The Annal surname is known to have originated in two main areas; South Ronaldsay (Orkney) and Fife. I am quite sure that the two groups are completely unrelated. I am equally sure that all the South Ronaldsay Annals are related to each other, but I have not been able to establish the relationships between all the various branches.
Family history research in pre-19th century South Ronaldsay is always a challenge. The key source material, the Old Parochial Registers are, for long periods, entirely missing. In fact, other than a register covering the years 1657 to 1669 and another starting in 1749 running up to the late 1750s/early 1760s, there is nothing before the 1780s. We are therefore reliant on a few other sources which provide us with isolated glimpses of the population of the island.
It seems virtually certain that all the Annals of South Ronaldsay are descended from one person: a man called James Annand, a wright in St Margaret’s Hope who died sometime around 1615. The ‘change’ from Annan(d) to Annal(l) is discussed elsewhere.
The consequence of the lack of parish register material is that we have a gap of more than 150 years between the death of James Annand the wright and the start of anything approaching comprehensive coverage of the births and marriages of South Ronaldsay’s inhabitants. So the people who we find in the remarkably detailed 1821 census are at least five or six generations removed from our ‘founding father’. James had two sons and one of those, John, had three. These are the potential grandparents and great grandparents of the Annals whose baptisms we find in the second surviving parish register, which begins in 1749.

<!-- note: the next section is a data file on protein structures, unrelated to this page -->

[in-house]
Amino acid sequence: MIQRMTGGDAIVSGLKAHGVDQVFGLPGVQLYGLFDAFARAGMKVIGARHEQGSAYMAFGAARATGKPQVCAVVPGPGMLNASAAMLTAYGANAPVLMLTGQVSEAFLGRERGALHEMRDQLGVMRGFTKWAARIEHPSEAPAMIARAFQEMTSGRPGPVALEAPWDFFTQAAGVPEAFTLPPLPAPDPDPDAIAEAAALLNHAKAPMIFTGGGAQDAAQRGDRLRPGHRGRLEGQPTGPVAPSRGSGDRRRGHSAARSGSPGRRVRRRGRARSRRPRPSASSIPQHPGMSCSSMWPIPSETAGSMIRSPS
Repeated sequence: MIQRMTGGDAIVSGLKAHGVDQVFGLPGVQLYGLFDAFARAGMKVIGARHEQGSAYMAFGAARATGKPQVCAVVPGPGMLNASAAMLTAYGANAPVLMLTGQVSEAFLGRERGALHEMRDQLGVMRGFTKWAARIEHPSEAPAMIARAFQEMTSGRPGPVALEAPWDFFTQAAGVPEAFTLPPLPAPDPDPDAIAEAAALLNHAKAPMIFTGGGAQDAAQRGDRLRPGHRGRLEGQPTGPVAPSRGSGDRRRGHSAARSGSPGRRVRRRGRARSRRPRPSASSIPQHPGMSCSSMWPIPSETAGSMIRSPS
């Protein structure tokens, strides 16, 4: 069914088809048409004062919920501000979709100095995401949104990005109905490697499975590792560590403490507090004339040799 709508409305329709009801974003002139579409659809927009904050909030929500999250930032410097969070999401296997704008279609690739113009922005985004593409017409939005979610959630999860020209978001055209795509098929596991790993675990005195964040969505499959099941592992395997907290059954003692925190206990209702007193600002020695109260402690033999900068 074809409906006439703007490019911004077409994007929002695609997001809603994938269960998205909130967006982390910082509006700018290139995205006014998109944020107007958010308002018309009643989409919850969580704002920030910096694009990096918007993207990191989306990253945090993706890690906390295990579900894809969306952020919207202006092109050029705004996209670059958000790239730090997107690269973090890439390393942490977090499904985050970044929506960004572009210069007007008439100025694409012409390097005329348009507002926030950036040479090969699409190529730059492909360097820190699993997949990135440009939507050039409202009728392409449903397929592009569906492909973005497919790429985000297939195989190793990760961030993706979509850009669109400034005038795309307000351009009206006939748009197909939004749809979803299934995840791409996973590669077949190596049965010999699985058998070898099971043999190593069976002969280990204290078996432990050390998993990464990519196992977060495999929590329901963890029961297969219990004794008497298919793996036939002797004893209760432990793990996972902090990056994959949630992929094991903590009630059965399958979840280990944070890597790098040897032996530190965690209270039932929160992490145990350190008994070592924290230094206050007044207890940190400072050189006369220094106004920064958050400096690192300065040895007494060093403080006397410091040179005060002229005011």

The best I’ve been able to do is to trace each line back as far as possible and to place the various families into theoretical groups. Since first identifying them, I have discovered that certain groups are related to others. I soon found out that the Liverpool and Gravesend Annals came from South Ronaldsay and I have been able to prove that the Yorkshire Annals came from Fife. There are therefore a number of missing group letters.
|Group A||South Ronaldsay – East Side, Lythes, Mossetter, Stane, Myre etc.|
|Group B||South Ronaldsay – Linklater, Mossetter etc.|
|Group C||South Ronaldsay – Mossetter|
|Group D||South Ronaldsay – Sandwick|
Wick – Keiss; Holm
|Group E||South Ronaldsay – Papley, Grimness|
|Group F||South Ronaldsay – Papley|
Aberdeen; Rossyth; Australia; USA
|Group G||South Ronaldsay – Grimness|
Edinburgh; Goodwick (Pembrokeshire); Leicester; Melksham
|Group H||South Ronaldsay – Holland|
|Group M||St Andrews, Fife; Dundee; Dalry, Ayr; Kilwinning; Well, Yorkshire; Leeds; Bradford|
|Group P||Deal, Kent|
We can probably narrow it all down even further. Groups A, E, F and G are almost certainly closely related as are Groups B, C, D and H. The only significant group which I have not (so far) been able to trace back to either Orkney or Fife is Group P, the Annals of Deal in Kent.